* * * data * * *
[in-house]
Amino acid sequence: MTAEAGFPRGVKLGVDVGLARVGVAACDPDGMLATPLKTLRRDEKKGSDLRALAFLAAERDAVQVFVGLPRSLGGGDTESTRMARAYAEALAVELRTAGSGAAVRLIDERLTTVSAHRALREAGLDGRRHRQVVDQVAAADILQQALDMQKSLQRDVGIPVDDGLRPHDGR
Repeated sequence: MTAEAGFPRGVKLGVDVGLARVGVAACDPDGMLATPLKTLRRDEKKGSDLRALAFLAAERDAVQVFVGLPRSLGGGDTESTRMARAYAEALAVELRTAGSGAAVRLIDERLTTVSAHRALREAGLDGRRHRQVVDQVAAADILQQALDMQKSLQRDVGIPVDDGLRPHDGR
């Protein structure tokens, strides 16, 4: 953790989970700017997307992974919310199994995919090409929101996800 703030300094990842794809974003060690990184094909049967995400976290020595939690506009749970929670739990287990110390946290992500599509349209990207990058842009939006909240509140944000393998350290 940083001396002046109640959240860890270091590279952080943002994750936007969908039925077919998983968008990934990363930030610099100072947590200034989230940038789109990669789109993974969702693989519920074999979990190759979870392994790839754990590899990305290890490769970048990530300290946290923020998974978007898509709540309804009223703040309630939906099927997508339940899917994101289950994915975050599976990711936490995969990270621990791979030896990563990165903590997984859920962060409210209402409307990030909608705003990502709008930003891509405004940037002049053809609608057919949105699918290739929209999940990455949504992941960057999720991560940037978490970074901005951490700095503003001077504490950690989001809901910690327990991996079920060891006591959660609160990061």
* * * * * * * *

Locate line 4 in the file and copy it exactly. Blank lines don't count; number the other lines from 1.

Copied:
């Protein structure tokens, strides 16, 4: 953790989970700017997307992974919310199994995919090409929101996800 703030300094990842794809974003060690990184094909049967995400976290020595939690506009749970929670739990287990110390946290992500599509349209990207990058842009939006909240509140944000393998350290 940083001396002046109640959240860890270091590279952080943002994750936007969908039925077919998983968008990934990363930030610099100072947590200034989230940038789109990669789109993974969702693989519920074999979990190759979870392994790839754990590899990305290890490769970048990530300290946290923020998974978007898509709540309804009223703040309630939906099927997508339940899917994101289950994915975050599976990711936490995969990270621990791979030896990563990165903590997984859920962060409210209402409307990030909608705003990502709008930003891509405004940037002049053809609608057919949105699918290739929209999940990455949504992941960057999720991560940037978490970074901005951490700095503003001077504490950690989001809901910690327990991996079920060891006591959660609160990061």